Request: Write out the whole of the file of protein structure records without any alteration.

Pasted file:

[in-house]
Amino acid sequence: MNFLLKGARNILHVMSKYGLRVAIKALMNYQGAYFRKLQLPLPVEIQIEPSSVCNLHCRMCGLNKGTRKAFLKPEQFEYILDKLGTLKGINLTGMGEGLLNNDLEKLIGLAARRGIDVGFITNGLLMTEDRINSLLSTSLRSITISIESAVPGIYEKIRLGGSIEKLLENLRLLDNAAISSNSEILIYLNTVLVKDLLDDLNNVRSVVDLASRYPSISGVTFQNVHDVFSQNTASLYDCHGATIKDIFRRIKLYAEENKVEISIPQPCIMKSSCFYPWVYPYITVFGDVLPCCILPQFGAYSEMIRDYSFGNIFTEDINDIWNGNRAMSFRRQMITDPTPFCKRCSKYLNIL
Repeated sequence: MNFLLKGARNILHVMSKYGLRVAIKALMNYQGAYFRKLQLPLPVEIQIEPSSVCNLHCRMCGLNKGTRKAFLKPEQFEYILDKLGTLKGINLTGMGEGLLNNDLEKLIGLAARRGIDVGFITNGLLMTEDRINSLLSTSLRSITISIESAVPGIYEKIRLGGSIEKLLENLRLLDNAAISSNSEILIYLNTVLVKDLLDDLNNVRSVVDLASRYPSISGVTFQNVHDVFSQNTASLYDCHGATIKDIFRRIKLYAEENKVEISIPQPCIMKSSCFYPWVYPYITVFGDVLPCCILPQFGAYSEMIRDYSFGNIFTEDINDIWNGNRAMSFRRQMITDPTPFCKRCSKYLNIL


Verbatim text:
[in-house]
Amino acid sequence: MNFLLKGARNILHVMSKYGLRVAIKALMNYQGAYFRKLQLPLPVEIQIEPSSVCNLHCRMCGLNKGTRKAFLKPEQFEYILDKLGTLKGINLTGMGEGLLNNDLEKLIGLAARRGIDVGFITNGLLMTEDRINSLLSTSLRSITISIESAVPGIYEKIRLGGSIEKLLENLRLLDNAAISSNSEILIYLNTVLVKDLLDDLNNVRSVVDLASRYPSISGVTFQNVHDVFSQNTASLYDCHGATIKDIFRRIKLYAEENKVEISIPQPCIMKSSCFYPWVYPYITVFGDVLPCCILPQFGAYSEMIRDYSFGNIFTEDINDIWNGNRAMSFRRQMITDPTPFCKRCSKYLNIL
Repeated sequence: MNFLLKGARNILHVMSKYGLRVAIKALMNYQGAYFRKLQLPLPVEIQIEPSSVCNLHCRMCGLNKGTRKAFLKPEQFEYILDKLGTLKGINLTGMGEGLLNNDLEKLIGLAARRGIDVGFITNGLLMTEDRINSLLSTSLRSITISIESAVPGIYEKIRLGGSIEKLLENLRLLDNAAISSNSEILIYLNTVLVKDLLDDLNNVRSVVDLASRYPSISGVTFQNVHDVFSQNTASLYDCHGATIKDIFRRIKLYAEENKVEISIPQPCIMKSSCFYPWVYPYITVFGDVLPCCILPQFGAYSEMIRDYSFGNIFTEDINDIWNGNRAMSFRRQMITDPTPFCKRCSKYLNIL